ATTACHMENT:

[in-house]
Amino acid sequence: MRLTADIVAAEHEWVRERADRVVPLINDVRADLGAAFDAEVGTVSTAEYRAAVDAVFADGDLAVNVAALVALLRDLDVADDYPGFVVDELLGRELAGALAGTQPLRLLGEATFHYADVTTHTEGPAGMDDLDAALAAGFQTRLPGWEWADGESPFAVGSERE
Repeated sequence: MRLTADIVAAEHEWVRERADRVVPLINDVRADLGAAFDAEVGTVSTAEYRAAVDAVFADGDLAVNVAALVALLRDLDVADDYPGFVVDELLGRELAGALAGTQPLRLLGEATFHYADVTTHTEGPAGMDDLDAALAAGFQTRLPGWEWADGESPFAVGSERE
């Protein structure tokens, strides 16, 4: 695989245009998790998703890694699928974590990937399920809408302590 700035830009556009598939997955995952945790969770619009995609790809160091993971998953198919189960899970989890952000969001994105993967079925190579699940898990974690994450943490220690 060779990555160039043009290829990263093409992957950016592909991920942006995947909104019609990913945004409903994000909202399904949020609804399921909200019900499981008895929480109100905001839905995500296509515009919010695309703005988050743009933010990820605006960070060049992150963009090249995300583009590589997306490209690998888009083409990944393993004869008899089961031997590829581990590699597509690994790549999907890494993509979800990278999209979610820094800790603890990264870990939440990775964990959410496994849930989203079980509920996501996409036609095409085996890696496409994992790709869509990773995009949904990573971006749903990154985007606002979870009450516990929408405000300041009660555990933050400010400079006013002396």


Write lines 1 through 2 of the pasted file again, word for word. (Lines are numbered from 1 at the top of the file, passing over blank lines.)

[in-house]
Amino acid sequence: MRLTADIVAAEHEWVRERADRVVPLINDVRADLGAAFDAEVGTVSTAEYRAAVDAVFADGDLAVNVAALVALLRDLDVADDYPGFVVDELLGRELAGALAGTQPLRLLGEATFHYADVTTHTEGPAGMDDLDAALAAGFQTRLPGWEWADGESPFAVGSERE